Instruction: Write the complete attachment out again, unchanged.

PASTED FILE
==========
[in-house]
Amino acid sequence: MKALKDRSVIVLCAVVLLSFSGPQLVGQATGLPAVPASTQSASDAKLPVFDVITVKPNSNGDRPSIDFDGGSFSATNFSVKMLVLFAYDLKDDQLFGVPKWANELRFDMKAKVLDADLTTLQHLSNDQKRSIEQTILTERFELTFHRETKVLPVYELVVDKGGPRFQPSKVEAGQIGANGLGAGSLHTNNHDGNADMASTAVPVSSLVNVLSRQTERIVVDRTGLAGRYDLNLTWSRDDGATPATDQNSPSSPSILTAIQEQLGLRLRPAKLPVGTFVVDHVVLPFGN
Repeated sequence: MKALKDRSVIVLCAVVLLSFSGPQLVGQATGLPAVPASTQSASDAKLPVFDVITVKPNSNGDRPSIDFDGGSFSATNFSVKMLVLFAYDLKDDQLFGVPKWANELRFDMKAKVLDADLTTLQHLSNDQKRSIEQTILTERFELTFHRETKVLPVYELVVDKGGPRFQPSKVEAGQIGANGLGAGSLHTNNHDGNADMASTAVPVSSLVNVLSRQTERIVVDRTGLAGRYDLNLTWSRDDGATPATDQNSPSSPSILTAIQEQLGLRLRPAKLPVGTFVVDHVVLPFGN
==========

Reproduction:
[in-house]
Amino acid sequence: MKALKDRSVIVLCAVVLLSFSGPQLVGQATGLPAVPASTQSASDAKLPVFDVITVKPNSNGDRPSIDFDGGSFSATNFSVKMLVLFAYDLKDDQLFGVPKWANELRFDMKAKVLDADLTTLQHLSNDQKRSIEQTILTERFELTFHRETKVLPVYELVVDKGGPRFQPSKVEAGQIGANGLGAGSLHTNNHDGNADMASTAVPVSSLVNVLSRQTERIVVDRTGLAGRYDLNLTWSRDDGATPATDQNSPSSPSILTAIQEQLGLRLRPAKLPVGTFVVDHVVLPFGN
Repeated sequence: MKALKDRSVIVLCAVVLLSFSGPQLVGQATGLPAVPASTQSASDAKLPVFDVITVKPNSNGDRPSIDFDGGSFSATNFSVKMLVLFAYDLKDDQLFGVPKWANELRFDMKAKVLDADLTTLQHLSNDQKRSIEQTILTERFELTFHRETKVLPVYELVVDKGGPRFQPSKVEAGQIGANGLGAGSLHTNNHDGNADMASTAVPVSSLVNVLSRQTERIVVDRTGLAGRYDLNLTWSRDDGATPATDQNSPSSPSILTAIQEQLGLRLRPAKLPVGTFVVDHVVLPFGN